Five Difficulties of Being a Practising Digital Nomad & Travel Blogger

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On April 19th, 2018, I left for my first trip that I would be actively blogging and photographing for an audience and followers, other than my friends and family. I traveled to the Scottish Highlands and Morocco. I realized early in the trip the challenges and sacrifices that arise in order to accomplish this line of work.

It’s not easy. People that do this for a living have amazing self-discipline, organization skills, and focus. I tip my hat to all of you, as I am still acquiring these skills. Below I have listed my top six difficulties and that I am working on improving.

Difficulty #1: Working literally anywhere and coming up with ideas while overly stimulated by new sights.

I am someone who takes pride in setting up my work space. This can either be from the comfort of my home where I light a candle, have a cup of tea, close the door, have access to a printer, etc… Other than that, I seek refuge in a variety of Vancouver’s cafes with a comforting chai late and headphones.

Now on the road, the world is literally my work space. I have not been able to always seek refuge in my hotel room because of wifi issues and staying on average one night in a location. I have primarily worked on the bus, while being distracted by stunning scenery and people watching in the towns we pass. As well, hotel lobbies have also been my work space.

It becomes a challenge to focus especially as I am someone who becomes easily distracted while in a new space. Just now on the bus as I write this article, the guide just got our attention by pointing out baby camels on the road… Seriously, baby camels? It’s hard to not look up and forget my writer’s block and editor duties when that comes up!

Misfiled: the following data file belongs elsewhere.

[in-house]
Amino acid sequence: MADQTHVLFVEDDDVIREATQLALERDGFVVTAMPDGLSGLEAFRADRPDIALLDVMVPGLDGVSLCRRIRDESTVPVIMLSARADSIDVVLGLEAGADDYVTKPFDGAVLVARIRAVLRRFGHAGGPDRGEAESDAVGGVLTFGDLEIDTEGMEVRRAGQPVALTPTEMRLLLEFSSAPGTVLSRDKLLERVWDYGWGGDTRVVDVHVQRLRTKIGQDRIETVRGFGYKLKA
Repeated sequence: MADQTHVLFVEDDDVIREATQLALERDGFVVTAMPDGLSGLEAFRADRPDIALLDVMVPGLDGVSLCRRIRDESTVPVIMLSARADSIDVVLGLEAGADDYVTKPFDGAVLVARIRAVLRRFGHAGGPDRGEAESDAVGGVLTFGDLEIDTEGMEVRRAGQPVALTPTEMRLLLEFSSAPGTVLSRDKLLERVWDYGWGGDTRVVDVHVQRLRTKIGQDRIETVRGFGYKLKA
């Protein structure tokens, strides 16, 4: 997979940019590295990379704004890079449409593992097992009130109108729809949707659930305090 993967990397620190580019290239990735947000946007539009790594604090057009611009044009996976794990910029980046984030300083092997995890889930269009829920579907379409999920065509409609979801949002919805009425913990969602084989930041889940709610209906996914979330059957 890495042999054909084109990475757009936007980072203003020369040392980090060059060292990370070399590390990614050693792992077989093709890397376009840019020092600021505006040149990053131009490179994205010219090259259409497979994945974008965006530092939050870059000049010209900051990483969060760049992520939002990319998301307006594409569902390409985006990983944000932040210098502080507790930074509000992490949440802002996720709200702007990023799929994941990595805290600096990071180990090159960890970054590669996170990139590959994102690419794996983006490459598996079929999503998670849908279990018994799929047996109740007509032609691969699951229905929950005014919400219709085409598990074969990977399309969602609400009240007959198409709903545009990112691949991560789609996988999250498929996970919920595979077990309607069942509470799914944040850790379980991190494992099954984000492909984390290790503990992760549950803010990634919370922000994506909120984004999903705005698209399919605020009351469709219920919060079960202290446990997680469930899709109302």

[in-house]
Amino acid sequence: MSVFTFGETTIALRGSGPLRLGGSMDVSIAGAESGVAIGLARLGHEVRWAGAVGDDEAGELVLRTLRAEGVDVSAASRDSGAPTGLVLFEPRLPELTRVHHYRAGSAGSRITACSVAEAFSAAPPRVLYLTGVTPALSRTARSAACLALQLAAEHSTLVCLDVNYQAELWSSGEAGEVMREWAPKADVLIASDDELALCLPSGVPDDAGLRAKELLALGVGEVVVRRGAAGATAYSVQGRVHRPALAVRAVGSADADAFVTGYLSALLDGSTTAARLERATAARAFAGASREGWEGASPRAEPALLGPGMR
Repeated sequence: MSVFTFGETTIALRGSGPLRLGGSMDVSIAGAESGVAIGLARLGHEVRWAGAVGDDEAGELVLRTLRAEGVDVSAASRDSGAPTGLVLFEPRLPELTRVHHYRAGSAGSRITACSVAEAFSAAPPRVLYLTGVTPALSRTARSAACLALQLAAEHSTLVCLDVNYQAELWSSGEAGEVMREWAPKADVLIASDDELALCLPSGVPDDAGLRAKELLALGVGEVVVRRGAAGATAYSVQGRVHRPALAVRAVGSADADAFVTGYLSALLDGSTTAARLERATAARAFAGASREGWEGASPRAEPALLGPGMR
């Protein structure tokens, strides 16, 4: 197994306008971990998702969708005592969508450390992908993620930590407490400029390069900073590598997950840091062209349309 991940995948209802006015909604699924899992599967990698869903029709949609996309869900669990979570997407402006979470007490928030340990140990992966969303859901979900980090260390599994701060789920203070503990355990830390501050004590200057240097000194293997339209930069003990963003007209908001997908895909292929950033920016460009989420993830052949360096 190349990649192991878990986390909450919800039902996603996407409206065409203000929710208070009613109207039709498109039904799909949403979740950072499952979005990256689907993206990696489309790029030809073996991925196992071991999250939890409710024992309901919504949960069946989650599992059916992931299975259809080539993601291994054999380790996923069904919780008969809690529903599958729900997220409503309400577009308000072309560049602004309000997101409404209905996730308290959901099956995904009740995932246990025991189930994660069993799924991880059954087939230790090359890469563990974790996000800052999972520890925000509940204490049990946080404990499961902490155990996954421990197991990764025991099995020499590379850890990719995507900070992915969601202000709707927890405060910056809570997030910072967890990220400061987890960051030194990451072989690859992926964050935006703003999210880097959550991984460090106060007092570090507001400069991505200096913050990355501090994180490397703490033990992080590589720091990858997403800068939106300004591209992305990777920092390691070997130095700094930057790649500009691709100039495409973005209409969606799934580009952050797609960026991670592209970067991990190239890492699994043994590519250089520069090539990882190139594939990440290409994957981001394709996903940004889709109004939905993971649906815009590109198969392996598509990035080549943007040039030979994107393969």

It requires a lot of self-discipline. I admit when I see someone else working on their photos or writing, I am more motivated to work. Yet, I remind myself what happens when no one is there to motivate me and I know I should be working?

Difficulty #2: Working instead of going out at night.

After a day of exploring and finally arriving at my hotel, it is really tempting to go for a drink after dinner with your tour group. I love getting to know people who share my love of travel and have experienced the same sights and experiences as me. Plus, it is an opportunity to experience more of the new culture.

On my first night in Casablanca, I went out with three other Canadians to a cool bar near our hotel. It was a fun time, but there was definitely a bit of nagging guilt in the back of my head.

As good as it sounds, I know I should be in my room reviewing my pictures, writing, editing, setting up automatic posts on my Instagram, and more.

I don’t always want to force myself to stay in because it is not healthy to be your own personal warden, but it is a delicate balancing act.

Difficulty #3: Having the time to take quality pictures and editing.